Spanish property prices fell 4.2 per cent over 12 months to Octobre reveals the latest house price index from Tinsa, a Spanish appraisal company.
The index now stands at 1,337 points, taking it back to where it was at the beginning of the summer of 2003.
October’s annualised fall of 4.2% was the same as September, suggesting that price declines are holding steady, rather than getting any bigger. That’s good news by the awful standards of the Spanish property market.
The general index has been falling for several months at an annual rate of around 4 per cent, less than half last year’s rate when the average price for property in Spain was experiencing an annual decrease of 8.5 per cent. This phase of price stabilisation began in summer 2013 with the general index falling by just 3.4 per cent in the first ten months of 2014 against the 8.4 per cent seen between January and October in 2013.
Price levels in provincial capitals and large cities registered an annual drop of 2.2 per cent in October to reach 1,343 points. This is the best performance for the five areas included in the statistics. Metropolitan areas (districts around the large cities) decreased by 3.4 per cent in the year to October 2014. On the Mediterranean coast, the annual adjustment was 4.5 per cent.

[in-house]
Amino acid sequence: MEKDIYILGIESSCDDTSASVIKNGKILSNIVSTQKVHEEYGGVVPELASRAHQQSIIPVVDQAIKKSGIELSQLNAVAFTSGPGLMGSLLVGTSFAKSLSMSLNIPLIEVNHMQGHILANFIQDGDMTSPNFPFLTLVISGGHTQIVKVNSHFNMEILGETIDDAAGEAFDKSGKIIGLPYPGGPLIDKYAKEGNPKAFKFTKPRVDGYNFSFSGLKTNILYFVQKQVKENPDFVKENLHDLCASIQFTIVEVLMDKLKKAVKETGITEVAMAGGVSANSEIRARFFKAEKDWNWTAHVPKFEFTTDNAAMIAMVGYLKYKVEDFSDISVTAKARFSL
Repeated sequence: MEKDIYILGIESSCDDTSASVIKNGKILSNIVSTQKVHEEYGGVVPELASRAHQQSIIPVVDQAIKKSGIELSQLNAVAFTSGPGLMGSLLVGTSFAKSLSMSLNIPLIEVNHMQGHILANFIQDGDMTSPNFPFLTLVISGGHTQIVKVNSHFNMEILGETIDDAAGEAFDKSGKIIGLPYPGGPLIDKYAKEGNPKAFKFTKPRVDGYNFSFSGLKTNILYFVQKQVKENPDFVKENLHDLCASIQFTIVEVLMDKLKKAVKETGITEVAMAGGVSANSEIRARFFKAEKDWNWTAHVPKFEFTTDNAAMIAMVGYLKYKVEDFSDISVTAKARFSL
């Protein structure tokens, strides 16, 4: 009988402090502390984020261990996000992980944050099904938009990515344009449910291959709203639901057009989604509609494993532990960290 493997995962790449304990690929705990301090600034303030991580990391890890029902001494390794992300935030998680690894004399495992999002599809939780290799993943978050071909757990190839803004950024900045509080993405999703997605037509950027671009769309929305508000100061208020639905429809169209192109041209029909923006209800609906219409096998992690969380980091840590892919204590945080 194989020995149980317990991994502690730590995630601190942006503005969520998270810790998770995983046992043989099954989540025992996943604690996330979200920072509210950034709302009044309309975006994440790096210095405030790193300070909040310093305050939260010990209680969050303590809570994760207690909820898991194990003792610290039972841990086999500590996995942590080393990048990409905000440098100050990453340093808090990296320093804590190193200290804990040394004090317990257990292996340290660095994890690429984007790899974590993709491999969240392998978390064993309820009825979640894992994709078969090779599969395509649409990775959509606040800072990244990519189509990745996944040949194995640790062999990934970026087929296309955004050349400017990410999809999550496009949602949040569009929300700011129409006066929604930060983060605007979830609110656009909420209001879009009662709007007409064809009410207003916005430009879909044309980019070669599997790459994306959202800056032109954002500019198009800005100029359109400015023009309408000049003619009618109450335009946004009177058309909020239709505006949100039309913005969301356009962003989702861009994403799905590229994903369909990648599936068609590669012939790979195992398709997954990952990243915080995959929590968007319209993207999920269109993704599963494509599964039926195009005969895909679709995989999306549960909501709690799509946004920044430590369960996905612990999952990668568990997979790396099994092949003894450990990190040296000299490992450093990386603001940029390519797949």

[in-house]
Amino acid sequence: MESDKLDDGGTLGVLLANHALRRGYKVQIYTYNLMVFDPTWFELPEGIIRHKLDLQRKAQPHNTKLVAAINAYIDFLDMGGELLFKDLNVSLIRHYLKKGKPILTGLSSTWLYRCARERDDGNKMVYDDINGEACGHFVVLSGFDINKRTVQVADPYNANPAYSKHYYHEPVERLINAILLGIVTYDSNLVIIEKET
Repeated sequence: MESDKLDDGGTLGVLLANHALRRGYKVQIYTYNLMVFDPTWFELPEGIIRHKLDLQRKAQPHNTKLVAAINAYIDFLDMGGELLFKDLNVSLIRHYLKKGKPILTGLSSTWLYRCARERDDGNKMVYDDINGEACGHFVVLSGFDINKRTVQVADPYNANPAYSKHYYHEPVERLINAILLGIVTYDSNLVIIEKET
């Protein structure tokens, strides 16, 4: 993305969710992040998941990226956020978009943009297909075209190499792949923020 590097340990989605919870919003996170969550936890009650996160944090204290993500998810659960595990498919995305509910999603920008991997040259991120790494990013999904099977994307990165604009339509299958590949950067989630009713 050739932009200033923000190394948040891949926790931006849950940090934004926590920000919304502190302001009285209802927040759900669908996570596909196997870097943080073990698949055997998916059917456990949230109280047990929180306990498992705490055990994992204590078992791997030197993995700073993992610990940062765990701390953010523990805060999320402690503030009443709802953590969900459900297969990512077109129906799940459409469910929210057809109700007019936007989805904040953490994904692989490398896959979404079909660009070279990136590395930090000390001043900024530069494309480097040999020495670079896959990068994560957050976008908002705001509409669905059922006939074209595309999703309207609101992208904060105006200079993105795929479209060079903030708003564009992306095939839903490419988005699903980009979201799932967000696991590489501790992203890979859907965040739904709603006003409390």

The largest price drops took place on the Balearic and Canary Islands where prices fell 5 per cent compared to October 2013, and in the group made up of the smallest municipalities not included in the areas already mentioned. In this ‘Rest of Municipalities’ group, year-on-year prices decreased by 7.1 per cent.
An analysis of the change in property values between the end of 2013 and October 2014 shows provincial capitals and metropolitan areas as the ones with the greatest stabilisation with a 2.1 per cent fall in prices in the first ten months of 2014. The ‘Rest of Municipalities’ group stands out with the biggest fall during this period – 6.4 per cent. Both in the smallest municipalities and on the islands (Balearics and Canaries), the rate of price adjustment has been faster this year than during the first ten months of 2013.
The Mediterranean Coast continues to be the area with the largest price adjustments from peak levels – down 48. 6 per cent. Just behind them are provincial capitals and large cities with a fall of 44.8 per cent from the highest point of the market cycle, and metropolitan areas (-44.1 per cent). Only the ‘Rest of Municipalities’ group (´36.5 per cent) and the Balearics and Canaries (-32.1 per cent) show a price drop since 2007 of below 40 per cent.